WikiLeaks: Ethics to what extent?
HDN | 8/1/2010 12:00:00 AM | C. CEM OĞUZ
Works such as Mahvish Rukhsana Khan's 'My Guantánamo Diary' have not created public discontent; why, then, has WikiLeaks achieved this?
Have you read “My Guantánamo Diary” by Mahvish Rukhsana Khan, an American-born daughter of a Pashtun family? If you haven’t already, it may be worth picking up as it adds important perspective to recent events.
Following the Supreme Court’s 2004 decision declaring Guantánamo prisoners had to be allowed access to U.S. courts, Khan, while still in law school, began volunteering as an interpreter at a law firm that represented Guantánamo inmates. She first visited the base in 2006 and, except for 14 high-value detainees with alleged ties to the Taliban and al-Qaeda, met mostly with prisoners of Afghan origin. The majority of these people had spent years in prison before being offered a fair trial or even access to counsel.
Much to her surprise, Khan soon discovered many of the detainees she encountered were merely average citizens handed over to U.S. authorities, often by bounty hunters. One elderly detainee named Nusrat, for instance, was picked up after questioning the arrest of his son, who was accused of having ties with al-Qaeda. Another was Ali Shah Mousavi, a doctor by profession, who, after living for years in exile, had returned to Afghanistan to assist in the reconstruction of his country.
Even worse, however, was the fact that each detainee she interviewed had a story of being brutally beaten, deprived of sleep, sexually abused, soaked with freezing cold water, exposed to constant noise and, last but not least, left in solitary confinement for days.
It is the response by the U.S. Department of Defense to WikiLeaks’ publication of secret documents that brought Khan’s diary to mind.
As you will well remember, last week, three major international newspapers, namely the Guardian, the New York Times and weekly Der Spiegel, simultaneously began publishing information contained in classified U.S. military documents related to the war in Afghanistan. That information came from the whistle-blower website WikiLeaks, which espouses government transparency and freedom of information. In response to WikiLeaks’ involvement, the Pentagon soon warned, “WikiLeaks may have blood on its hands.” According to U.S. authorities, the leaking of such secret documents could cost lives and damage the trust of allies.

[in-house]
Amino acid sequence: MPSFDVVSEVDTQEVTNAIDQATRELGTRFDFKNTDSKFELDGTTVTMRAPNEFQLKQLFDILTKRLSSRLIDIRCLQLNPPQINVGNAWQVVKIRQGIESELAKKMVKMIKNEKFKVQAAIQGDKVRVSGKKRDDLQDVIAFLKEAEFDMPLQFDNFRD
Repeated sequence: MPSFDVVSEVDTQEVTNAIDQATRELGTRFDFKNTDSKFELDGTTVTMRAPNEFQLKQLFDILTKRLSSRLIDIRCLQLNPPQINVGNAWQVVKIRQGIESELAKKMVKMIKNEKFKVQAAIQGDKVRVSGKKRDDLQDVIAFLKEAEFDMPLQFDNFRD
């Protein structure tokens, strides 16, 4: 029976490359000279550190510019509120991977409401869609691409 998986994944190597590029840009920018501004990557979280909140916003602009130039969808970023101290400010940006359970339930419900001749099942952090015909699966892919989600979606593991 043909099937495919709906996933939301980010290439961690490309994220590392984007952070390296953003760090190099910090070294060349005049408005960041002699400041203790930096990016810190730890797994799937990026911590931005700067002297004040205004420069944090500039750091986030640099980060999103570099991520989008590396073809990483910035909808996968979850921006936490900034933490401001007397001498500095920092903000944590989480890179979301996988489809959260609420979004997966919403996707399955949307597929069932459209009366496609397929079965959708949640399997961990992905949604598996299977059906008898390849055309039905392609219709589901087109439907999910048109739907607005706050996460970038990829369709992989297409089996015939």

The reason WikiLeaks has created such a firestorm in Washington is also closely related to the fact that it follows a three-part series ran by the Washington Post questioning the massive increase in the size and cost of the U.S. national intelligence apparatus since Sept. 11.
In revealing the truth, the roles both Khan and WikiLeaks have played are actually the same. More importantly, the “damage” Khan did to the trust of U.S. allies is obviously not less than that the publication of secret U.S. military documents have done. But works such as Khan’s have not created public discontent; why, then, has WikiLeaks achieved this?
The nuance in both cases undeniably lies in the names involved. Australian-born Julian Assange, the co-founder of WikiLeaks, is hailed as a sort of hero for maintaining this kind of service, but experts point out the fact that though names were withheld, such information becoming public can put people’s lives and security at risk.
From a journalistic point of view, the ethical problem that arises is determining who decides what is at risk and what it is worth. There are also serious question marks with regard to the verification of the documents and the motives of those who sent them. My intention is not to elaborate these issues. I rather want to draw your attention to another aspect of the problem.
When it comes to the names of American officers, we show great concern, but who is interested in the names of the Afghans that Khan mentioned, people like Nusrat or Mousavi? All American casualties in Afghanistan or Iraq are being reported by name, but when it comes to the Iraqis or Afghans who lose their lives, they are merely numbers. There is even no agency that keeps track of accurate numbers of Afghans or Iraqis killed. This brings another question to mind: Why is the Pentagon worried about the damage the publication of the documents has done to the trust of its allies, but not about the trust of the Afghan people?
In such a milieu, the U.S. and its allies are supposed to win the ever-worsening war in Afghanistan. This apparent scant concern for the welfare of local people only serves to increase opposition to the occupying forces and makes hopes of peace and stability in these countries a distant dream.
Let me put it another way: Who, for instance, among you, dear readers, is sincerely interested in what Nusrat and Mousavi are doing today?